Monday, August 21, 2006

A Day in the Life
Heading to bed soon, so let me cover a few things that marked my day as another adventure. First, the conservatives concede things are going to the dogs. The Prez bitterly disappoints the pro-life crew at open book. My seditious sometimes-adversary laments:
There was a time on St. Blog's when a post like this would generate sharp, spirited debate that was actually edifying. Todd, for instance, for all of my clashes with him, could produce a thought-provoking moment or two. Ditto for a poster like Peter Nixon.
So nice to be well thought of, but I really have nothing to say. Peter is the bee's knees as far as I'm concerned. As a member of a debtor nation, I'm more in hock than I was six years ago, and I can't really blame my wife's credit card. The W solution: pass it on to my kid. Speaking of pro-life, my new pastor tells it like it is:
I an not unaware - as some of you have noted to me and other priests - that those who serve on pro-life committees and who work for life causes in other arenas are among the saddest people in our parishes, looking dour, even angry, rarely smiling or reflecting the joy of life that they promote.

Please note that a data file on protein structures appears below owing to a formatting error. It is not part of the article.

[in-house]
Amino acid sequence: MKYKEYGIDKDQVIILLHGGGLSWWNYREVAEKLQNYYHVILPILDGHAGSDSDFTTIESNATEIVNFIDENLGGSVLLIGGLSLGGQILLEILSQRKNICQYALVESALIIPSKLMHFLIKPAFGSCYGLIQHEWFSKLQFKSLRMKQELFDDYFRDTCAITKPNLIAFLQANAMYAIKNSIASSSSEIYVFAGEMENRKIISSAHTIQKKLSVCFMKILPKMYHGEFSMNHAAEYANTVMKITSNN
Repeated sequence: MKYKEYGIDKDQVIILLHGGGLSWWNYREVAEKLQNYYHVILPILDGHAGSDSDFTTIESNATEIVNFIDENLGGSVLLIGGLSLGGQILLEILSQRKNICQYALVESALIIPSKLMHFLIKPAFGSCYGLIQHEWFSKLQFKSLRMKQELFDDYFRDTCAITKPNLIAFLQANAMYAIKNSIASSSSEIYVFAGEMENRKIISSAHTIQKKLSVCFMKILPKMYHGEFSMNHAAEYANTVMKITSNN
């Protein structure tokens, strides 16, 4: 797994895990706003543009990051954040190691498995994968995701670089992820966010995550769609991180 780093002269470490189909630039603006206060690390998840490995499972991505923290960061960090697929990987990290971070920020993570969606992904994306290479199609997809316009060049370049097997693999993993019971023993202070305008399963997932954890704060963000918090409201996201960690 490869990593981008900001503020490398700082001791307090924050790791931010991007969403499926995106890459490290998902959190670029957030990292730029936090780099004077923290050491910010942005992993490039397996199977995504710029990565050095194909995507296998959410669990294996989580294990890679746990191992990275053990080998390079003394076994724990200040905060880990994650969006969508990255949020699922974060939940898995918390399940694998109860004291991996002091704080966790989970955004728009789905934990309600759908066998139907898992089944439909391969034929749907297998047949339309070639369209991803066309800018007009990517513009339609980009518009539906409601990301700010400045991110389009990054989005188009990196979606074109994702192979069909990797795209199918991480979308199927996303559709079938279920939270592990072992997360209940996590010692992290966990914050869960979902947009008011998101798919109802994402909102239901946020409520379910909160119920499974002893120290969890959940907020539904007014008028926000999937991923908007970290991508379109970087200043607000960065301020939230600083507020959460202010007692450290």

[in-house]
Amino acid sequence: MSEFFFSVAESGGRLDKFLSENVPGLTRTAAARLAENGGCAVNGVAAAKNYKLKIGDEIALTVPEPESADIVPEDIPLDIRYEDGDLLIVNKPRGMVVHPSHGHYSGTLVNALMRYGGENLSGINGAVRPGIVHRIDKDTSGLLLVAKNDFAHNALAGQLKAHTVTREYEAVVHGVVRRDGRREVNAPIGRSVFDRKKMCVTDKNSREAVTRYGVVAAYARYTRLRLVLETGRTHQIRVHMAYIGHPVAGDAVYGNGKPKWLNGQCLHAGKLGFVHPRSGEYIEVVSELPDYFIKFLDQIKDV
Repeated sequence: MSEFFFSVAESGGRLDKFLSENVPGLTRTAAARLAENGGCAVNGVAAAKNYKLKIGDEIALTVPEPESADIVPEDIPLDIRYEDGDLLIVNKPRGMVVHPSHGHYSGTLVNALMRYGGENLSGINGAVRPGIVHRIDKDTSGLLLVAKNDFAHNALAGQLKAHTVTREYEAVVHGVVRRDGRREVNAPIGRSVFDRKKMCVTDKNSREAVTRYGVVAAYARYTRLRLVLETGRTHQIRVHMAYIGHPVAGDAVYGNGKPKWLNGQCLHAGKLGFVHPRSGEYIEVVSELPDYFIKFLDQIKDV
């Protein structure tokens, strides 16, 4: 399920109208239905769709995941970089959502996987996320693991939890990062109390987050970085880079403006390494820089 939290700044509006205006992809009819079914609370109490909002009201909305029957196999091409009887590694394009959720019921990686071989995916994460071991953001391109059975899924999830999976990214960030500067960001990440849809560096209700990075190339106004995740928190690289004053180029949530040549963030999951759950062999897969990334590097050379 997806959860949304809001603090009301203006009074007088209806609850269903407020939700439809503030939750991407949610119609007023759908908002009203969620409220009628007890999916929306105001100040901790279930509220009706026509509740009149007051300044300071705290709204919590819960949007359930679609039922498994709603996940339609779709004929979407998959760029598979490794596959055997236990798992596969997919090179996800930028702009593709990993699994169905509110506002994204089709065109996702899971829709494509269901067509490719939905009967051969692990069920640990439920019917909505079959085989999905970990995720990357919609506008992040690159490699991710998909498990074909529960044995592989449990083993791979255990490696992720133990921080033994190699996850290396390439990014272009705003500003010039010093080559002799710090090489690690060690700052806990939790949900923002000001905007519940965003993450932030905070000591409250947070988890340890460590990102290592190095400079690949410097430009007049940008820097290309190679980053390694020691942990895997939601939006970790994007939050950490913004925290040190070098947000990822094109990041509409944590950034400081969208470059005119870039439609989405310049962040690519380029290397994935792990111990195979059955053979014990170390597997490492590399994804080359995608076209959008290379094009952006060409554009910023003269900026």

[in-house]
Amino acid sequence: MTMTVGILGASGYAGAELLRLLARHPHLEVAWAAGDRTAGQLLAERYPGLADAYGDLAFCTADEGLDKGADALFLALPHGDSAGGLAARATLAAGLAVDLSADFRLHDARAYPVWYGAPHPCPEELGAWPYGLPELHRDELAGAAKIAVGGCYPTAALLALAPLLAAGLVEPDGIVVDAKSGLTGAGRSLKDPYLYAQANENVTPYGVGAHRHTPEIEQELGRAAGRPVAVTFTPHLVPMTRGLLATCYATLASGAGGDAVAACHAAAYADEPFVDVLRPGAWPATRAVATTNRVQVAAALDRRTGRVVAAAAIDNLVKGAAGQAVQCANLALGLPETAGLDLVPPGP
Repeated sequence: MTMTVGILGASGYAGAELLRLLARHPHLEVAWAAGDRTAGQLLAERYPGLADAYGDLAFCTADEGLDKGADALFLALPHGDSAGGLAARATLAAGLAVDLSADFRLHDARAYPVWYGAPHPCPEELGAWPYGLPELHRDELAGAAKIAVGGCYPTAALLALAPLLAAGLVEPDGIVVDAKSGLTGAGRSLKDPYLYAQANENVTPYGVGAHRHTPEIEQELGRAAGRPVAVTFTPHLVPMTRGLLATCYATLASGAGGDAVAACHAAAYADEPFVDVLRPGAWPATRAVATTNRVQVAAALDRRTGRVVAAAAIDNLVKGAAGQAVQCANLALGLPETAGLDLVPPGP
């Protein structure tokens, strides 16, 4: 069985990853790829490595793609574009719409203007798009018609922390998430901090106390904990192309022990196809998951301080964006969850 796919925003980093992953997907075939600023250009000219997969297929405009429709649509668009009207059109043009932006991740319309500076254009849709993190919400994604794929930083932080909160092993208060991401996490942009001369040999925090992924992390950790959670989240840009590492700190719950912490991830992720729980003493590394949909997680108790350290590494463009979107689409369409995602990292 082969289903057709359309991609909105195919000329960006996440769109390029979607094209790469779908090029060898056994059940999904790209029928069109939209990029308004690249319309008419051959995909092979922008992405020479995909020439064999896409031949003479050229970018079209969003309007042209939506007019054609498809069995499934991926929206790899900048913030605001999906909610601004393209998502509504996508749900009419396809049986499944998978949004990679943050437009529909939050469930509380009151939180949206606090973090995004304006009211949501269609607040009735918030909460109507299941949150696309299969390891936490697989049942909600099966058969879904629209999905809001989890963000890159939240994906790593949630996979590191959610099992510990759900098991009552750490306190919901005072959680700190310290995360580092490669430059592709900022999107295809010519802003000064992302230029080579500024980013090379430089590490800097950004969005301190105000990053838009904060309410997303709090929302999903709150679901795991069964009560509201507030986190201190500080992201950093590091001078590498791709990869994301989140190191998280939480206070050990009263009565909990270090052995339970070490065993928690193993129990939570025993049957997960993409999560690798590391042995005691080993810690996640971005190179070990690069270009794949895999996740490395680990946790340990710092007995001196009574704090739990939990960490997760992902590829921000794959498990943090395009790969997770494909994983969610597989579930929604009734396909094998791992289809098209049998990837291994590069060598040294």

I spoke with one of our active parishioners about it this weekend, and he smiled and conceded Fr Don was absolutely correct. I've said for a long time that many of the people on the front lines may have been there too long. It's time to let go. With the ESCR amendment on the ballot this November, I think we're sunk if most of the dour team is up to bat for us. We can do better. What about the Royals? My beloved wife (and the credit card bill this month was atrocious, but what the hey...) and I watched the second half of one of our favorite movies tonight. We watch it every Christmas, but it's a nice treat in the summer. I think it was David Niven night on AMC or something. Cary Grant is one of her favorites; Loretta Young one of mine, and I think the film is just about perfect. Sad to say, they couldn't spare four hours for this Niven classic. It was also my favorite Shirley MacLaine movie, and you can take that as you will. To top it all off, I'm mastering the various navigation techniques around the planet Saturn. Just this past weekend, I skimmed the upper atmosphere of Titan, moon of Saturn. An interesting maneuver that slows the spacecraft and alters my trajectory around the main planet. Aerobraking is being used by NASA's Mars Reconnaissance Orbiter to lower its orbit without expending fuel. The technique works in Orbiter, which I hearily recommend to all would-be space cadets. Last week, I spent all my fuel to get a ship in orbit around Mercury. I'm going to need to improve on that. And the real mission posted these nice images today, featuring the "oppostion effect," the sun behind the Cassini probe reflecting itself on the rings. Cool, isn't it? Good night, and good luck.

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